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Lecture

PSY323 Lecture4 Notes.pdf

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Department
Psychology
Course
PSY323H1
Professor
Alison Luby
Semester
Fall

Description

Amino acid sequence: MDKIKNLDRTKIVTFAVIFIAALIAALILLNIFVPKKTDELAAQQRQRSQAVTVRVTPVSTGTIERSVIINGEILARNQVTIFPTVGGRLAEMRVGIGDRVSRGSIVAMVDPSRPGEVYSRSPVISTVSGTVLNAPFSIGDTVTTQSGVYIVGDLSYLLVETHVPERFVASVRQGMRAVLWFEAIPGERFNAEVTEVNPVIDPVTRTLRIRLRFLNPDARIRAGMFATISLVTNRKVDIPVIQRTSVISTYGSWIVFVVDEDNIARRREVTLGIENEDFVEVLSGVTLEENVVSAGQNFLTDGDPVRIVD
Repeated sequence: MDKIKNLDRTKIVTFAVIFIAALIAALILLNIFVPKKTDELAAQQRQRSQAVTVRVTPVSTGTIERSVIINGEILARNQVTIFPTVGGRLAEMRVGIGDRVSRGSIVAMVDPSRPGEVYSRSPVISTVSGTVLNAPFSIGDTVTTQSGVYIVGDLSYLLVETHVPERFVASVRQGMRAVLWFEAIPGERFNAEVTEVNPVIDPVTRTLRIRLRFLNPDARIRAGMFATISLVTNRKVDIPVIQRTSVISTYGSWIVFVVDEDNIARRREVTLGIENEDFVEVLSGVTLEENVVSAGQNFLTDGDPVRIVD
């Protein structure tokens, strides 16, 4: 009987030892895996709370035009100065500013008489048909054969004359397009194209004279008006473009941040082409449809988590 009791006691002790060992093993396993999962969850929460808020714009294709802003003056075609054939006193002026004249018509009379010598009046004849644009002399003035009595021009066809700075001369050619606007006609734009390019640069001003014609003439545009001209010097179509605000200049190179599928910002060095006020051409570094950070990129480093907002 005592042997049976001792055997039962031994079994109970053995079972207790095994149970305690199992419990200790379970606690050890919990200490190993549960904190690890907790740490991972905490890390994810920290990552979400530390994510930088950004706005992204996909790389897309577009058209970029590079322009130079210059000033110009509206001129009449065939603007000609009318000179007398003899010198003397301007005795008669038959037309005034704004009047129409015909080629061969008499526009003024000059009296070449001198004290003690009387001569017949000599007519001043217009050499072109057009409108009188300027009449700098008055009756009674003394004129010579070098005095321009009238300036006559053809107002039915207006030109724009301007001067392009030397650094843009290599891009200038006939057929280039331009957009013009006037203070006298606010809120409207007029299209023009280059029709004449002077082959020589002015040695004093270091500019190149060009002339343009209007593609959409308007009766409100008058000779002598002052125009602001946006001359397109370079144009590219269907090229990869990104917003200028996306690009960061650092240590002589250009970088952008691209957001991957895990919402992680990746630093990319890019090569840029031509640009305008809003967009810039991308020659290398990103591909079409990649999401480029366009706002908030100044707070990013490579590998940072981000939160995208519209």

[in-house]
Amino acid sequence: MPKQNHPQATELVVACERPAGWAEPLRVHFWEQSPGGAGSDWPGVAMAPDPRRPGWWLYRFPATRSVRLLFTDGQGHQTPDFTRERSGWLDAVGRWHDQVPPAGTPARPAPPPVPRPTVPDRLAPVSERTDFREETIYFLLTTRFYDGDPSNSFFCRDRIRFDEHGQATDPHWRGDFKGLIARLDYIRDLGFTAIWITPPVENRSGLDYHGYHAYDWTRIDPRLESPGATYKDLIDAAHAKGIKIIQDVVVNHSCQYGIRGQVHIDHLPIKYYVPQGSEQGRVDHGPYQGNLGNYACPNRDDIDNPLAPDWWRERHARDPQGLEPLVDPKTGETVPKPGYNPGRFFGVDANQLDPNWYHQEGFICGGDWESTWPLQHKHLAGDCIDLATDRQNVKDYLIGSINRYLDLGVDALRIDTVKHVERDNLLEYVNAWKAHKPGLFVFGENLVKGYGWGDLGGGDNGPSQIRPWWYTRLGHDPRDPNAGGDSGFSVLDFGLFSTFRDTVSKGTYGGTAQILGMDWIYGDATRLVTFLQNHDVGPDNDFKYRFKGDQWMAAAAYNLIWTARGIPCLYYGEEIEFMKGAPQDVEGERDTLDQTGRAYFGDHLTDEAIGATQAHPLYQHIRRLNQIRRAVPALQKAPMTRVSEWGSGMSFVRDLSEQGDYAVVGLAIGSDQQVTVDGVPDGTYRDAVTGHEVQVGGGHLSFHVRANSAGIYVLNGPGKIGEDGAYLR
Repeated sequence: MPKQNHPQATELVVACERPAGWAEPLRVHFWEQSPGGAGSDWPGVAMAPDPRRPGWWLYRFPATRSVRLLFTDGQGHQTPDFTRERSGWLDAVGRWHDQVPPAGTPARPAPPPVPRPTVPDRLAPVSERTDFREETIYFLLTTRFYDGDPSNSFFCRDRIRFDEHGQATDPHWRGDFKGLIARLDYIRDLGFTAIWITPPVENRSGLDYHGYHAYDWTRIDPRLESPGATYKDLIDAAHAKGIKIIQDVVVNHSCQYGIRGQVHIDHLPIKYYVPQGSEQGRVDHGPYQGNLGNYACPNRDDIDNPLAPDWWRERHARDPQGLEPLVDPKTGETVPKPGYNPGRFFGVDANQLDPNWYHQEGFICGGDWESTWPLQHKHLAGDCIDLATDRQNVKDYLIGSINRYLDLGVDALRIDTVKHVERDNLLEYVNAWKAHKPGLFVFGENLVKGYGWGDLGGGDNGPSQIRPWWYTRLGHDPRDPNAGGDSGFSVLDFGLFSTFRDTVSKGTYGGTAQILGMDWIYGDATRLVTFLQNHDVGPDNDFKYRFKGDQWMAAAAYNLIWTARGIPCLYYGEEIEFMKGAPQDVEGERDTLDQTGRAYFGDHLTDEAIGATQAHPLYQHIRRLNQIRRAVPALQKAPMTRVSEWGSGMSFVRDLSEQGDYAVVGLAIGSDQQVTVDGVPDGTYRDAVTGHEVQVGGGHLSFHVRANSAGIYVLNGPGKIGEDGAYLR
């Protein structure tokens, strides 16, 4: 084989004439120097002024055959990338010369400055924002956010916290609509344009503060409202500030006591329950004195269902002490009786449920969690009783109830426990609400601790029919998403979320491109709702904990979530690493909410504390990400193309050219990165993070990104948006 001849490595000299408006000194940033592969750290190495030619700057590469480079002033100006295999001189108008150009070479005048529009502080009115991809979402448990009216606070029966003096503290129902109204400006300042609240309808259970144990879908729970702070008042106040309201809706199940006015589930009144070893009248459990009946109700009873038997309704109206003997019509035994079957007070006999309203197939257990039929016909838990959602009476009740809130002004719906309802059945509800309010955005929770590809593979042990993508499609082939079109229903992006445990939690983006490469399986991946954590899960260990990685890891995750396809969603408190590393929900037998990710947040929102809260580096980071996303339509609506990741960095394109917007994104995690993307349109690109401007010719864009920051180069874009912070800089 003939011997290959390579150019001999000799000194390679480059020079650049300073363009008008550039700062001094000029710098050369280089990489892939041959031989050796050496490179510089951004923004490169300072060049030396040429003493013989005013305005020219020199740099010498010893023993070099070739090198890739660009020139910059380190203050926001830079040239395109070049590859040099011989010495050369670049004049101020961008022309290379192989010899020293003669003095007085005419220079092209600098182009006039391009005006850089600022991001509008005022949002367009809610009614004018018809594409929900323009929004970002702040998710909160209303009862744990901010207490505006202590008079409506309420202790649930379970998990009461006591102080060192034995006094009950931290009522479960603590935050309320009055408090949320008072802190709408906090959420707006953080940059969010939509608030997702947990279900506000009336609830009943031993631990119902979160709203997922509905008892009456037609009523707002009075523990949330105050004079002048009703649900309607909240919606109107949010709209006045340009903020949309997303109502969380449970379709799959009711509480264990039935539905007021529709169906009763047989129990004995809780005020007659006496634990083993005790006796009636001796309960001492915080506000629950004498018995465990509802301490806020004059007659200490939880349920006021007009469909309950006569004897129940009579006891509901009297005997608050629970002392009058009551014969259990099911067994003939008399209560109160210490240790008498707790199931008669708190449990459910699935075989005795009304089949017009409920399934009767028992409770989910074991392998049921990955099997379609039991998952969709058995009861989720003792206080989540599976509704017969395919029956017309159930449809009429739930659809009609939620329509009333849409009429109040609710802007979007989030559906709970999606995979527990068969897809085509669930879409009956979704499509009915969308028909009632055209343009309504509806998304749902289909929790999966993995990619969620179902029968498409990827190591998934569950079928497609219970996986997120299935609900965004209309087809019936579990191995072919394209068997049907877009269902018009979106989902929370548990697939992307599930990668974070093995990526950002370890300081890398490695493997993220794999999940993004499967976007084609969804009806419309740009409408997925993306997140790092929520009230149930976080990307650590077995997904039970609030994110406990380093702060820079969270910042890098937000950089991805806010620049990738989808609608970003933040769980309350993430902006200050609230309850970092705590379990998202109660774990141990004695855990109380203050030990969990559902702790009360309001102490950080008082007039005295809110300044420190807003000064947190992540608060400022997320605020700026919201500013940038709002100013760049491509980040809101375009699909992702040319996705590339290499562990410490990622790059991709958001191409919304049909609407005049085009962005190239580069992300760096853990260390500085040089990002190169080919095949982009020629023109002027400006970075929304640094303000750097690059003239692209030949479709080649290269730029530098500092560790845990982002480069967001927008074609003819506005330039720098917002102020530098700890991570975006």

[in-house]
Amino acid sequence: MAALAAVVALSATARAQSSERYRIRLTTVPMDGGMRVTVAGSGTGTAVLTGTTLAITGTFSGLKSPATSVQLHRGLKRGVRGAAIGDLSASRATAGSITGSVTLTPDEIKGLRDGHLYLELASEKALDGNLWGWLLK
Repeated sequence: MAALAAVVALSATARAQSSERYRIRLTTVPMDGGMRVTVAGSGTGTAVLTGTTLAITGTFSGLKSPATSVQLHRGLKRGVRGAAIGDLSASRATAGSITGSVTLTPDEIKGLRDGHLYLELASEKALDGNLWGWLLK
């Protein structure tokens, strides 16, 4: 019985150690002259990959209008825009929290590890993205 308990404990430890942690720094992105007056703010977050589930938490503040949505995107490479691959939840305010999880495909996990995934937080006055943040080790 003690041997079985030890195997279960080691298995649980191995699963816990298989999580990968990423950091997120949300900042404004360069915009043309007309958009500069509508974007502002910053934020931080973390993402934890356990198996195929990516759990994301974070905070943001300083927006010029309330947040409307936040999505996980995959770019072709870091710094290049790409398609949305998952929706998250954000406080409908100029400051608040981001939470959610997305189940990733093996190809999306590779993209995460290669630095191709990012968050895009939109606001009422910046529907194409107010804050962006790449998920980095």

Development of Gender Relations 9/27/12 4:01 PM • ARTICLE (Glick et al., 1997) • To avoid feeling of ambivalence, they split women into “good” and “bad” • Hostile sexists fear that women may use attraction to usurp their power- so the “good” women would be “cute chicks” and the “bad” women are the “temptresses” • It allows sexism to maintain itself- benevolent sexists don’t feel like their hostile • Having one group that deserves your love and others that you hate allows men to maintain their sexist attitudes Overview I. Sex Typing and Gender Composition of Children’s Groups II. The “Two Cultures” of Childhood III. Gender Hostility IV. Explanations for Gender Segregation and Hostility • 1. Sex Typing and Gender Composition of Children’s Groups • Sex typing= individuals acquire behaviors, interests, personality traits and cognitive biases that are more stereotypical of their own sex • Early work put a lot of emphasis about socialization from parents • Ruble & Martin 1998- Weak link between parents and sexism • Recent research focuses on the formation, interaction processes and socialization functions of childhood social groupings o Interaction between girls and boys in your childhood: team sports, fighting between groups, only got together if an adult mediated the groups, policing of the sex types; its like the contact hypothesis gone wrong, girls considered tomboys when they played with boys o Social groupings in childhood are very segregated • Pairs/ groups of children elicit certain behaviors from each other that they do not do when alone/ in other social contexts (Martin & Fabes 2001) o Ex. The probability of a fight depends on the aggressive predisposition of the individuals and the properties of the dyad (Cole et al 1999) • Eleanor Maccoby (1998, 2002)- childhood is “growing up apart” and later coming together o The segregated gendered are almost thought to be separated cultures • Infants do not show same-sex play preferences • Preferences start around 2 years old • Preferences intensify as children age and develop sophisticated/ interactive group play • Its not an inherent preference necessarily!!! • From about 3 years old, children mainly choose same-sex playmates (Maccoby 1990, 1998) • Even when adults actively discourage sex segregation, children find ways around it Ex. Making girls side and boys side of bench even when on same team) • From age 4-12, children spend the majority of their time with their own sex • By 6-7, 70% of unsupervised play is with same-sex groups • Pairing with opposite sex member of is pretty rare • Playing with a group of other sex children is even more rare o Except for tomboys, highly athletic girls who enjoy and are competitive • Children engage in cross- sex play as a last resort • Best friendships in middle childhood and well into adolescence are typically same-sex • These same-sex friendships are seen in many cultures • Also seen in young primates-- suggesting innate evolutionary role • Gender play group and skills learnt • From 5+, boys more often play together in larger clusters/ organized group games o Larger groups often involve conflict or competition, especially in all-male groups o Girls tend to split into dyads/ triads • If some groups are in pairs and other groups, we learn other skills for navigating social worlds • In dyads…. • Girls share more info about the details of their lives/ concerns (more intimate) o Encouraged to consider the needs of others- Girls learn relationships are priority o Boys are encouraged to be more independent • Boys base friendships on shared activities • Boys groups are more interconnected than girls groups o I.e. they are more used to functioning as a unit with a clear identity • Video: Style, size of play groups • Nicolopoulou (1997) o Watched classroom of preschool children throughout yr o Children told stories and had to act it out o Throughout year they became more elaborate o Boys generated different stories compared to girls o Gender differences in the stories were there initially, but became more sharply differentiated with time o Boys: adventure, violence, heroism, winning o Girls: home-life • Children developed subcultures based on socially shared cognitions that distinguish the sexes o I.e. common knowledge and expectations/ themes and scripts o They don’t transfer what they see at home unless their friends will accept it • A theory of group socialization suggests children become socialized by identifying with their peer groups • 2. The two cultures of Childhood • Because the 2 groups are segregated, their play becomes more and more gender-typed o Each gender influences its group and reinforces which activities are appropriate o The more time they spend with their own gender, the more polarized the traits of the group become--- shows powerful power of groups • Children learn very quickly gender schemas o Ideas about what activities, roles, behaviors, social practices, and items go with being male/ female o They’re not necessarily taking this from their parents but from their peer groups • Bem’s (1981, 1985) Gender Schema Theory o Children learn gender schemas from others o And they willingly adopt and exaggerate the gender dichotomy emphasized during socialization o Gender schemas become part of one’s self-identity and children try acting feminine/ masculine o Gender schemas typically define masculinity as tougher, rougher more active o Femininity as nicer softer nicer, passive o Bam suggest parents make gender schemas-- Boys and girls are separated only because of their biology to avoid this gender schema- change the gender schema so that it does NOT include masculinity v femininity o Children associate these themes with sex- toys • Blakemore & Centers (2005) o College students sorted a large number of toys into feminine v. masculine or moderately feminine, moderately masculine, neutral o 2 nd part they had to describe the toys o Masculine toys described as being violent, competitive, dangerous o feminine toys described to fit gender schemas o Neutral toys were educational or meant to develop physical, cognitive artistic skills o Girls and boys show differences in toy and activity preferences as toddlers o Boys and girls learn to associate certain characteristics with boy v girl toys • Boys and girls both enjoy fantasy play, but reinforce our gender schemas o Ex. Girl will be mommy o And boy plays the tough roles • Interviewed 6yr olds- what do you want to be when you grow up.. then what would you want to be when you grow up if you were the other sex; imposed extreme limitations and horizons o Girls more likely to see advantages of being male • Even with gender neutral toys, boys tried to make them more rough and tumble oriented • At age 3, boys more likely to engage in physical aggression and girls less likely to do so • Play styles of boys and girls o Boys play more assertively than girls o Because of difference in play they play separately o They snatch toys from each other instead of negotiating o Boys activities have to do more with competition, conflict, ego displaying, risk taking o Girls avoid competition and aggression focusing on collaborative discourse o Girls interactions are not conflict free, but they try to maintain group harmony while attaining individual goals (Maccoby 1998) o Boys construct hierarchy through physical competition; girls construct ore social dominance hierarchies o Girls use more relational aggression • Mixed-sex interaction often involves, teasing, taunting which reinforces gender segregation • Same-sex children tease each other when they become interested in the other group • Girls tend to avoid competition and aggression • 3. Gender Hostility • Relations between men and women are ambivalent • Relations between boys and girls are one-sidedly hostile and discriminatory • Young children are not cognitively complex enough to exhibit ambivalent attitudes o Black and white thinking is simpler than shades of grey • Social roles of men and women that seem to lead to ambivalent sexism are not yet acting on children (no romantic relationships, jobs) • Hostile relationships resemble hostility between competing ethnic/ religious groups • Children show intergroup hostility before they develop specific beliefs about groups o I.e. labeling something as good or bad without understanding why o Society finds this hostility amusing o Opposite of how we usually thing prejudice is formed • Children’s irrational feelings about gender are really strong • Although children don’t hold complex gender stereotypes, they learn quickly • As toddlers, children associate diff objects with sexes • At around age 3 they develop gendered cognitive associations that include sex-specific activities, clothes, jobs o Mass media • By age 5-6, children have developed rigid gender stereotypes • These stereotypes are pretty much entirely hostile • Personality traits come later- more complex • Children exhibtit strong in-group bias in personality ratings • They think their groups has all the good and all the bad things go with the other gender • Powlishta (1995) o Boys and girls both claimed that their gender is more independent, sure of themselves, helpful, careful o But these impressions were influenced by stereotypes § Boys say independent/ sure of themselves is highly masculine; girls say helpful/ careful is highly feminine § Boys say helpful/ careful is only slightly more m